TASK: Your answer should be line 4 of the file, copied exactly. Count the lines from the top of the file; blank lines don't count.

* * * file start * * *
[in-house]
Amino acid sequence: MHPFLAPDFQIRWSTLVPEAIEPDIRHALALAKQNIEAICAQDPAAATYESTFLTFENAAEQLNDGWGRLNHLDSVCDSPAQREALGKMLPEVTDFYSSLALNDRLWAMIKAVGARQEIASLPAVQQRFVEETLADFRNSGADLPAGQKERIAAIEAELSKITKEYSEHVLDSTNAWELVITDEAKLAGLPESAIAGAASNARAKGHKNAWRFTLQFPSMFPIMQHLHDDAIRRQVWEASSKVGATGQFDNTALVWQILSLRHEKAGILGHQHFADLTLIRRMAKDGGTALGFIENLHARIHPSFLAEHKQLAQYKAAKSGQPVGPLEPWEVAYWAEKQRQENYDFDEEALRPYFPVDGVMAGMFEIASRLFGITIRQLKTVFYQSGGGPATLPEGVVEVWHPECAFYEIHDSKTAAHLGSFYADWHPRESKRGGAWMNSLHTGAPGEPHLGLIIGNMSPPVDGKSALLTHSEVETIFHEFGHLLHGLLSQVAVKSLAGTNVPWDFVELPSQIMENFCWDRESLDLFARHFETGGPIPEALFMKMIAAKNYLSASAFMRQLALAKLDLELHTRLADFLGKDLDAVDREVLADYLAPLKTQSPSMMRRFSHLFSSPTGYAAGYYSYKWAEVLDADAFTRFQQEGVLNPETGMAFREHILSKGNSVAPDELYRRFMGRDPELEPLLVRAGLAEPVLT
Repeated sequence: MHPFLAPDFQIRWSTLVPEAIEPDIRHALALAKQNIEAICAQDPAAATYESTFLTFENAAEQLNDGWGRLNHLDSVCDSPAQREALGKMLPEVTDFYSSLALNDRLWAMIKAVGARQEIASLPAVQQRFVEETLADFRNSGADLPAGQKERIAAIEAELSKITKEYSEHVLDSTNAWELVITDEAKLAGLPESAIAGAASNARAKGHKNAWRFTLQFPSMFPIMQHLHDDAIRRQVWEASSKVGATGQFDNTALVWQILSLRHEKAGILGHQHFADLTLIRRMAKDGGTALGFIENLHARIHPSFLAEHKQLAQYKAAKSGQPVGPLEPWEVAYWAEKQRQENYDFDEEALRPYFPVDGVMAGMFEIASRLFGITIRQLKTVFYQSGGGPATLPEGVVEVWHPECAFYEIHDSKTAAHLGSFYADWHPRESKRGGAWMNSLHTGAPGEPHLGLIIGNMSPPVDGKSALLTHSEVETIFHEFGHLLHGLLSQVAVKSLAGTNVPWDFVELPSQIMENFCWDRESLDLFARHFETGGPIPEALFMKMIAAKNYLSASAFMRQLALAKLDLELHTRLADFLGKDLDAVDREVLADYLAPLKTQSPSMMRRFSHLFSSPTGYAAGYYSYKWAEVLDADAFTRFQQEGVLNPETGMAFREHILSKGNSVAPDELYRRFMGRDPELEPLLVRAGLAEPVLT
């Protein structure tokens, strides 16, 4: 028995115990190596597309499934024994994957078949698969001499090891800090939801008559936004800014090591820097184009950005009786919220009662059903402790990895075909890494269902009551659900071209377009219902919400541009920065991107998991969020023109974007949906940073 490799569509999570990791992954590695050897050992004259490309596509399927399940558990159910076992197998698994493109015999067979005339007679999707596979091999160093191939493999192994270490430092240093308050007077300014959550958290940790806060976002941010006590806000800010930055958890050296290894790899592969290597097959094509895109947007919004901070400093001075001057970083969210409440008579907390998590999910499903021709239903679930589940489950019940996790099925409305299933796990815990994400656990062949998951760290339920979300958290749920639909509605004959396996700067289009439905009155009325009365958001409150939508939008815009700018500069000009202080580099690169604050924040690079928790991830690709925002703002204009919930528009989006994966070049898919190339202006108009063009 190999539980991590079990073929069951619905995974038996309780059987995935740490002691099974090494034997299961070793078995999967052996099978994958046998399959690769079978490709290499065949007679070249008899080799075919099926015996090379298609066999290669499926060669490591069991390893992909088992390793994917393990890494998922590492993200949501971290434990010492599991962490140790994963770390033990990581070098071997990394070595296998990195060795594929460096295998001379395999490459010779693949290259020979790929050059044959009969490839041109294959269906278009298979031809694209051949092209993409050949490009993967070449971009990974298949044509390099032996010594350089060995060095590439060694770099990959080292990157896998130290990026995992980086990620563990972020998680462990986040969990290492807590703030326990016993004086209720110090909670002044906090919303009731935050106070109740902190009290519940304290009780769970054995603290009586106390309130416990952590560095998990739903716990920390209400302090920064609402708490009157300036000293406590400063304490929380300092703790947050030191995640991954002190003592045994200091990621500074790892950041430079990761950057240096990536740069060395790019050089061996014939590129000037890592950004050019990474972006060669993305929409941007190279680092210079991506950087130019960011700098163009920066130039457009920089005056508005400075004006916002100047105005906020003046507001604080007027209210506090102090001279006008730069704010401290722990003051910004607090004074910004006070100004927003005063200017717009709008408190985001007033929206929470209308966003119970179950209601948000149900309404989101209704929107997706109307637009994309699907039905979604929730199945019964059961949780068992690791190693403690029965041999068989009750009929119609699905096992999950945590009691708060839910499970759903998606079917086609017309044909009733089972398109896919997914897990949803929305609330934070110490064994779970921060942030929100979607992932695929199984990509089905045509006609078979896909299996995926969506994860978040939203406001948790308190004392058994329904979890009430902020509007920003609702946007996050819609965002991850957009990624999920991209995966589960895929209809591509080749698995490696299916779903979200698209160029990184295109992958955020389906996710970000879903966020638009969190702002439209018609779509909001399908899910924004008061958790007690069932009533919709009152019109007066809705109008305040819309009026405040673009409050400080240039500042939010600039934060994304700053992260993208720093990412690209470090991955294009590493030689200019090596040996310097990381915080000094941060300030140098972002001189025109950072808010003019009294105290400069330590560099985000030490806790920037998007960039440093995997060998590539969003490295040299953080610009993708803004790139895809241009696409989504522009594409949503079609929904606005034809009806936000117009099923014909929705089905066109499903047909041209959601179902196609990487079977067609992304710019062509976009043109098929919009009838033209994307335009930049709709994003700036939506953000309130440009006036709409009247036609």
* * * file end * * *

């Protein structure tokens, strides 16, 4: 028995115990190596597309499934024994994957078949698969001499090891800090939801008559936004800014090591820097184009950005009786919220009662059903402790990895075909890494269902009551659900071209377009219902919400541009920065991107998991969020023109974007949906940073 490799569509999570990791992954590695050897050992004259490309596509399927399940558990159910076992197998698994493109015999067979005339007679999707596979091999160093191939493999192994270490430092240093308050007077300014959550958290940790806060976002941010006590806000800010930055958890050296290894790899592969290597097959094509895109947007919004901070400093001075001057970083969210409440008579907390998590999910499903021709239903679930589940489950019940996790099925409305299933796990815990994400656990062949998951760290339920979300958290749920639909509605004959396996700067289009439905009155009325009365958001409150939508939008815009700018500069000009202080580099690169604050924040690079928790991830690709925002703002204009919930528009989006994966070049898919190339202006108009063009 190999539980991590079990073929069951619905995974038996309780059987995935740490002691099974090494034997299961070793078995999967052996099978994958046998399959690769079978490709290499065949007679070249008899080799075919099926015996090379298609066999290669499926060669490591069991390893992909088992390793994917393990890494998922590492993200949501971290434990010492599991962490140790994963770390033990990581070098071997990394070595296998990195060795594929460096295998001379395999490459010779693949290259020979790929050059044959009969490839041109294959269906278009298979031809694209051949092209993409050949490009993967070449971009990974298949044509390099032996010594350089060995060095590439060694770099990959080292990157896998130290990026995992980086990620563990972020998680462990986040969990290492807590703030326990016993004086209720110090909670002044906090919303009731935050106070109740902190009290519940304290009780769970054995603290009586106390309130416990952590560095998990739903716990920390209400302090920064609402708490009157300036000293406590400063304490929380300092703790947050030191995640991954002190003592045994200091990621500074790892950041430079990761950057240096990536740069060395790019050089061996014939590129000037890592950004050019990474972006060669993305929409941007190279680092210079991506950087130019960011700098163009920066130039457009920089005056508005400075004006916002100047105005906020003046507001604080007027209210506090102090001279006008730069704010401290722990003051910004607090004074910004006070100004927003005063200017717009709008408190985001007033929206929470209308966003119970179950209601948000149900309404989101209704929107997706109307637009994309699907039905979604929730199945019964059961949780068992690791190693403690029965041999068989009750009929119609699905096992999950945590009691708060839910499970759903998606079917086609017309044909009733089972398109896919997914897990949803929305609330934070110490064994779970921060942030929100979607992932695929199984990509089905045509006609078979896909299996995926969506994860978040939203406001948790308190004392058994329904979890009430902020509007920003609702946007996050819609965002991850957009990624999920991209995966589960895929209809591509080749698995490696299916779903979200698209160029990184295109992958955020389906996710970000879903966020638009969190702002439209018609779509909001399908899910924004008061958790007690069932009533919709009152019109007066809705109008305040819309009026405040673009409050400080240039500042939010600039934060994304700053992260993208720093990412690209470090991955294009590493030689200019090596040996310097990381915080000094941060300030140098972002001189025109950072808010003019009294105290400069330590560099985000030490806790920037998007960039440093995997060998590539969003490295040299953080610009993708803004790139895809241009696409989504522009594409949503079609929904606005034809009806936000117009099923014909929705089905066109499903047909041209959601179902196609990487079977067609992304710019062509976009043109098929919009009838033209994307335009930049709709994003700036939506953000309130440009006036709409009247036609």